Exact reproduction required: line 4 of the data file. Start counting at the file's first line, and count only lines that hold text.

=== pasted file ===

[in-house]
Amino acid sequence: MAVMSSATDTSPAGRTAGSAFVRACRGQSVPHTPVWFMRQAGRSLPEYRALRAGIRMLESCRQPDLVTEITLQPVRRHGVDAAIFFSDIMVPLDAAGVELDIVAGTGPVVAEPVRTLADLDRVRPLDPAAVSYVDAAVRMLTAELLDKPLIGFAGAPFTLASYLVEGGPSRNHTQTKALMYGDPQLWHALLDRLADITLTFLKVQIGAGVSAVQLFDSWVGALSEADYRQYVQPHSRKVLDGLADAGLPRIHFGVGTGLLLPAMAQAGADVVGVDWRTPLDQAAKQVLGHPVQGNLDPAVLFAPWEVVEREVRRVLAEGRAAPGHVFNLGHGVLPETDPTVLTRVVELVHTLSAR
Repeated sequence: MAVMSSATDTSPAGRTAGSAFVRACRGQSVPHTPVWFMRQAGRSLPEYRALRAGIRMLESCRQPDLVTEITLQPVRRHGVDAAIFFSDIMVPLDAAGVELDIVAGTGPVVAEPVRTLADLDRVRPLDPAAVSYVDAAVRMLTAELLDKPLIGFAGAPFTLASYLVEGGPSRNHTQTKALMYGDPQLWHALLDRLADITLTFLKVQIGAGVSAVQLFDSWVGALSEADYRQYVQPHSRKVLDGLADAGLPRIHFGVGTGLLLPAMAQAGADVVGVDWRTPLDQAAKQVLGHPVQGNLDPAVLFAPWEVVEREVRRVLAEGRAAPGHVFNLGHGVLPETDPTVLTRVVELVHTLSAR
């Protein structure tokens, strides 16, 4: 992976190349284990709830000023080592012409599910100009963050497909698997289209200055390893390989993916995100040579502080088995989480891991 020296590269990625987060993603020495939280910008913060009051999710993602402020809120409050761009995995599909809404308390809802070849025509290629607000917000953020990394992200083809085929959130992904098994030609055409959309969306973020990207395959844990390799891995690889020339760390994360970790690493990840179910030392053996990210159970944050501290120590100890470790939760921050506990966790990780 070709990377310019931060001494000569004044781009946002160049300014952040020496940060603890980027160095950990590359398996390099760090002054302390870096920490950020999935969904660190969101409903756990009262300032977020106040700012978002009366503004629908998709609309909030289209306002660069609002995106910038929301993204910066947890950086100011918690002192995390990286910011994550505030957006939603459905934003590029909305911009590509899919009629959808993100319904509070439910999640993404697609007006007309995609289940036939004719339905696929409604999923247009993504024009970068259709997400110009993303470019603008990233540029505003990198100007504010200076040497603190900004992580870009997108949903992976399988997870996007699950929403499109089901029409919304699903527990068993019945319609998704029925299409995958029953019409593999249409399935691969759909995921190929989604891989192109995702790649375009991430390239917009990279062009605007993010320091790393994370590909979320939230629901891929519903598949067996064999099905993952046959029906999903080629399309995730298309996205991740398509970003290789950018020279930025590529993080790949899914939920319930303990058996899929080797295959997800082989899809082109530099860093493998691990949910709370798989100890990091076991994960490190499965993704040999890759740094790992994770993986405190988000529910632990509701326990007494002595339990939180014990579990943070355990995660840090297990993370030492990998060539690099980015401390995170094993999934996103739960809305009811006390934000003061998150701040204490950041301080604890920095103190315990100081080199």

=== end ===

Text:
């Protein structure tokens, strides 16, 4: 992976190349284990709830000023080592012409599910100009963050497909698997289209200055390893390989993916995100040579502080088995989480891991 020296590269990625987060993603020495939280910008913060009051999710993602402020809120409050761009995995599909809404308390809802070849025509290629607000917000953020990394992200083809085929959130992904098994030609055409959309969306973020990207395959844990390799891995690889020339760390994360970790690493990840179910030392053996990210159970944050501290120590100890470790939760921050506990966790990780 070709990377310019931060001494000569004044781009946002160049300014952040020496940060603890980027160095950990590359398996390099760090002054302390870096920490950020999935969904660190969101409903756990009262300032977020106040700012978002009366503004629908998709609309909030289209306002660069609002995106910038929301993204910066947890950086100011918690002192995390990286910011994550505030957006939603459905934003590029909305911009590509899919009629959808993100319904509070439910999640993404697609007006007309995609289940036939004719339905696929409604999923247009993504024009970068259709997400110009993303470019603008990233540029505003990198100007504010200076040497603190900004992580870009997108949903992976399988997870996007699950929403499109089901029409919304699903527990068993019945319609998704029925299409995958029953019409593999249409399935691969759909995921190929989604891989192109995702790649375009991430390239917009990279062009605007993010320091790393994370590909979320939230629901891929519903598949067996064999099905993952046959029906999903080629399309995730298309996205991740398509970003290789950018020279930025590529993080790949899914939920319930303990058996899929080797295959997800082989899809082109530099860093493998691990949910709370798989100890990091076991994960490190499965993704040999890759740094790992994770993986405190988000529910632990509701326990007494002595339990939180014990579990943070355990995660840090297990993370030492990998060539690099980015401390995170094993999934996103739960809305009811006390934000003061998150701040204490950041301080604890920095103190315990100081080199």